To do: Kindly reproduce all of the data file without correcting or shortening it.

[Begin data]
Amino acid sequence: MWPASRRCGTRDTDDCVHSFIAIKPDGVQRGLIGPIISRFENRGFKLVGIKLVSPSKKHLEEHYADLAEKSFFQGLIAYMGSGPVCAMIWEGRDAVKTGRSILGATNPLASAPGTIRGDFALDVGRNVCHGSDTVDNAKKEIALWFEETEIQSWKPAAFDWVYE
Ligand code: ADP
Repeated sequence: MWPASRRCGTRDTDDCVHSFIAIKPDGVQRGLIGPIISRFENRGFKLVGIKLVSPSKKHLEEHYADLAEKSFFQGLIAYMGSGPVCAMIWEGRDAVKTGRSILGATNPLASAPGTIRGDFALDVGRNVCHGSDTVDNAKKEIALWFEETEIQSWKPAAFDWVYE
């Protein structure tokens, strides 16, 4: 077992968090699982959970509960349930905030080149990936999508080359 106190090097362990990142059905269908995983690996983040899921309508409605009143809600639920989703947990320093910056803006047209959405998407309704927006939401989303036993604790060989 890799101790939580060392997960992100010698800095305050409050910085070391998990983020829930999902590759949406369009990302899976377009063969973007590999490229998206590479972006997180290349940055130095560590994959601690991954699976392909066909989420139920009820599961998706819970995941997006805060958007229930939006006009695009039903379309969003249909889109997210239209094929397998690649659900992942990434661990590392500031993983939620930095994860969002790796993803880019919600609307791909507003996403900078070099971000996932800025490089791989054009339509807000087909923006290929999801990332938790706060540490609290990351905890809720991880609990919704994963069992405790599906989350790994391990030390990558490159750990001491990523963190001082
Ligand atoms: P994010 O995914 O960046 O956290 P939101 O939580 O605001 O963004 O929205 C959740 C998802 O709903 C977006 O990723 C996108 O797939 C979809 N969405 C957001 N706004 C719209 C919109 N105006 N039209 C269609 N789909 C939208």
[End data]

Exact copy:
Amino acid sequence: MWPASRRCGTRDTDDCVHSFIAIKPDGVQRGLIGPIISRFENRGFKLVGIKLVSPSKKHLEEHYADLAEKSFFQGLIAYMGSGPVCAMIWEGRDAVKTGRSILGATNPLASAPGTIRGDFALDVGRNVCHGSDTVDNAKKEIALWFEETEIQSWKPAAFDWVYE
Ligand code: ADP
Repeated sequence: MWPASRRCGTRDTDDCVHSFIAIKPDGVQRGLIGPIISRFENRGFKLVGIKLVSPSKKHLEEHYADLAEKSFFQGLIAYMGSGPVCAMIWEGRDAVKTGRSILGATNPLASAPGTIRGDFALDVGRNVCHGSDTVDNAKKEIALWFEETEIQSWKPAAFDWVYE
């Protein structure tokens, strides 16, 4: 077992968090699982959970509960349930905030080149990936999508080359 106190090097362990990142059905269908995983690996983040899921309508409605009143809600639920989703947990320093910056803006047209959405998407309704927006939401989303036993604790060989 890799101790939580060392997960992100010698800095305050409050910085070391998990983020829930999902590759949406369009990302899976377009063969973007590999490229998206590479972006997180290349940055130095560590994959601690991954699976392909066909989420139920009820599961998706819970995941997006805060958007229930939006006009695009039903379309969003249909889109997210239209094929397998690649659900992942990434661990590392500031993983939620930095994860969002790796993803880019919600609307791909507003996403900078070099971000996932800025490089791989054009339509807000087909923006290929999801990332938790706060540490609290990351905890809720991880609990919704994963069992405790599906989350790994391990030390990558490159750990001491990523963190001082
Ligand atoms: P994010 O995914 O960046 O956290 P939101 O939580 O605001 O963004 O929205 C959740 C998802 O709903 C977006 O990723 C996108 O797939 C979809 N969405 C957001 N706004 C719209 C919109 N105006 N039209 C269609 N789909 C939208």